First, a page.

Summer’s Halfway Over, Time for Lammas

Traditionally Lammas, also known as Lughnasadh, is a festival that marks the first harvest of the year. Corn, grain, and apples are all fully grown and, as is typical with Pagan celebrations, this is a holiday to be thankful for all that you have and all that will come to you. No holiday is complete…

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Litha Says Summer is Finally Here

But, it’s raining where I live. Complaints aside, Litha, more commonly known as Midsummer, is easily thought of as a continuation of Beltane. This is still a time to celebrate growth and, as is the case with all Pagan holidays, a time to appreciate nature and all that it gives to us. As always, the…

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Celebrate New Growth on Beltane

Beltane, also known as May Day, happens on May 1 and celebrates the coming growth for the new year (this has a quite literal interpretation considering the holiday’s illicit history!), as well as celebrating the importance of the sun; which is symbolized by fire. Much like Ostara before it, greenery and flowers play an important part…

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Winter is Over, Time for Ostara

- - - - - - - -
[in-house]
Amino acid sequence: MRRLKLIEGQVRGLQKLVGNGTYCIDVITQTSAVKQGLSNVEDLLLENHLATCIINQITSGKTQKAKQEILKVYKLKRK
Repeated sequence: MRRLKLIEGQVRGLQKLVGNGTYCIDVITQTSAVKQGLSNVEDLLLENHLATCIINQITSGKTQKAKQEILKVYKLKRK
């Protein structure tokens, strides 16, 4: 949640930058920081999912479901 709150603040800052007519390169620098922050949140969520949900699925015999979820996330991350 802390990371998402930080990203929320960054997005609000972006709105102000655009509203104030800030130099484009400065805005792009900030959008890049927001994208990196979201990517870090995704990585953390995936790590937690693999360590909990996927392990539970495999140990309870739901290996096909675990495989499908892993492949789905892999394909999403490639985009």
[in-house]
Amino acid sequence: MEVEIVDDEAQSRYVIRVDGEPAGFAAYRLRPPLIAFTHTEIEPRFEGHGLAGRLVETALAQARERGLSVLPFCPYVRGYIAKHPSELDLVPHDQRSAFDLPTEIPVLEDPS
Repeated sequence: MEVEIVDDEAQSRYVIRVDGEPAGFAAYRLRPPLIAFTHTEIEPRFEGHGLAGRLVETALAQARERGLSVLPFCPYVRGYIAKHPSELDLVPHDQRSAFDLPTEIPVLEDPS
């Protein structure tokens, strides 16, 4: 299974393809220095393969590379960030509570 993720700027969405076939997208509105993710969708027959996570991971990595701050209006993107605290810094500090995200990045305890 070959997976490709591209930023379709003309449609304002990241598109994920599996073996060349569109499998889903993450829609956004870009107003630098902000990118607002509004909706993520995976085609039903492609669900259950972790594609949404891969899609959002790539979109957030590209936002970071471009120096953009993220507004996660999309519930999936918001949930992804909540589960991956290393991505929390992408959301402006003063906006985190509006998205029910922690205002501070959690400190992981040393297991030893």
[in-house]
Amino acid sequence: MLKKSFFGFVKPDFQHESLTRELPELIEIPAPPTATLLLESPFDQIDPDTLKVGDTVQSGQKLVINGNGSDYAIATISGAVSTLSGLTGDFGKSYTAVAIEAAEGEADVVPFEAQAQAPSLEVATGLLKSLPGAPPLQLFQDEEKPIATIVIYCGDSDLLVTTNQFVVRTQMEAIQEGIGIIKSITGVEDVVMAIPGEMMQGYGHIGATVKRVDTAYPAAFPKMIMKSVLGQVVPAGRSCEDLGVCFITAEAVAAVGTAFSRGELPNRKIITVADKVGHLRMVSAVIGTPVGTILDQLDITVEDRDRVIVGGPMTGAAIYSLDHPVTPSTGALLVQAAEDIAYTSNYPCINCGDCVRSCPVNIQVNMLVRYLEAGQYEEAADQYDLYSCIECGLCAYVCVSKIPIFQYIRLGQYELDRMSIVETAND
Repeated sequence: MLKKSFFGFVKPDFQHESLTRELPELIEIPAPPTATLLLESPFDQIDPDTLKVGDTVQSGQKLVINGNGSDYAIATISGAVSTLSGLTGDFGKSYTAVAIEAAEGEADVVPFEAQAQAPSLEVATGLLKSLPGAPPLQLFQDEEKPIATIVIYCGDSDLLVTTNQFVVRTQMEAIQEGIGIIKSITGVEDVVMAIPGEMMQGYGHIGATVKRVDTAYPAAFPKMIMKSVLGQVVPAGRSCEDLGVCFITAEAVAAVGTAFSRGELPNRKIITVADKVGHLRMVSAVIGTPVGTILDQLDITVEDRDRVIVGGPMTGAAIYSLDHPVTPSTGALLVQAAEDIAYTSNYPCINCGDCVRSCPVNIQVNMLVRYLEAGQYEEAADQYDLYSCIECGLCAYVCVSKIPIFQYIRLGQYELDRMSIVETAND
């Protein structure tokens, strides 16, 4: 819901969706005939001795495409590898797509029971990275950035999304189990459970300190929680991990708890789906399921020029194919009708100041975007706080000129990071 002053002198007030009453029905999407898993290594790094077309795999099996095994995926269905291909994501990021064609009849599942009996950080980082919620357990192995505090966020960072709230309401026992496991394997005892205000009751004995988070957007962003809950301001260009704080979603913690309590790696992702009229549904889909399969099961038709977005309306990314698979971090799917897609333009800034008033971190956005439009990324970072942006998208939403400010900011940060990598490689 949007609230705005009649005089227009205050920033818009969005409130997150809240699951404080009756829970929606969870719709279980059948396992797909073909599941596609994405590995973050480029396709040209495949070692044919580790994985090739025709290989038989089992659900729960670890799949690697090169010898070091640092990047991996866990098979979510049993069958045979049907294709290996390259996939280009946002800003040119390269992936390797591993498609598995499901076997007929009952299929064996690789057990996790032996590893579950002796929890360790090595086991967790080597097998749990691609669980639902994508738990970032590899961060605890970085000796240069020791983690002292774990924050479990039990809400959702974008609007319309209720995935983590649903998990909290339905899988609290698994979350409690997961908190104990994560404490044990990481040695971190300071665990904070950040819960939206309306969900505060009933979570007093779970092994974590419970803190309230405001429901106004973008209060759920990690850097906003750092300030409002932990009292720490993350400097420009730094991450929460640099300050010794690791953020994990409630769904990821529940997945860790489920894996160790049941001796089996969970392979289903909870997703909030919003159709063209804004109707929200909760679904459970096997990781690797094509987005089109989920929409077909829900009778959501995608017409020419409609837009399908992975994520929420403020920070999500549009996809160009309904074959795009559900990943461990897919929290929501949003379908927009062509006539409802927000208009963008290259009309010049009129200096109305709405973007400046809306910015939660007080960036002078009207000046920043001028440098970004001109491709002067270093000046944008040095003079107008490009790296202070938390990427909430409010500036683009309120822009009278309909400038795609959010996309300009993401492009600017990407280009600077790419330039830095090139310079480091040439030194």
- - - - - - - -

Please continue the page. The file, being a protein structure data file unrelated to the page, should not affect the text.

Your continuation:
Winter is over in theory anyway. Where I live there’s still a lot of snow, cold, and 200,000 mph winds, so I’m not really in a springtime mood. (Funnily enough, I complained about this in my last Pagan holiday post. Go figure.) However, that doesn’t mean we can’t celebrate Ostara; especially if you’ve rejected Catholicism like me.…

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Celebrate the End of Winter with Imbolc

At least, in theory. It’s still bitterly cold and snowy where I live. Moving on from the complaining. Anyway, Imbolc is an early Celtic holiday celebrating that spring is on the way. Think of it as a precursor to Groundhog Day. So, do some spring cleaning. Pack away all of your things from Yule, dust,…

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A Brief How-to on Yule, the OG Christmas

Yes, you read that right. Theologians actually speculate Christ, if he lived, was born sometime in April, so how did we come to celebrate Christmas in December? Because of Pagans. To encourage Pagans to convert to Christianity, early Christians decided to be accommodating and meld pre-existing Pagan holidays with Christian ones. And so, Yule became Christmastide…

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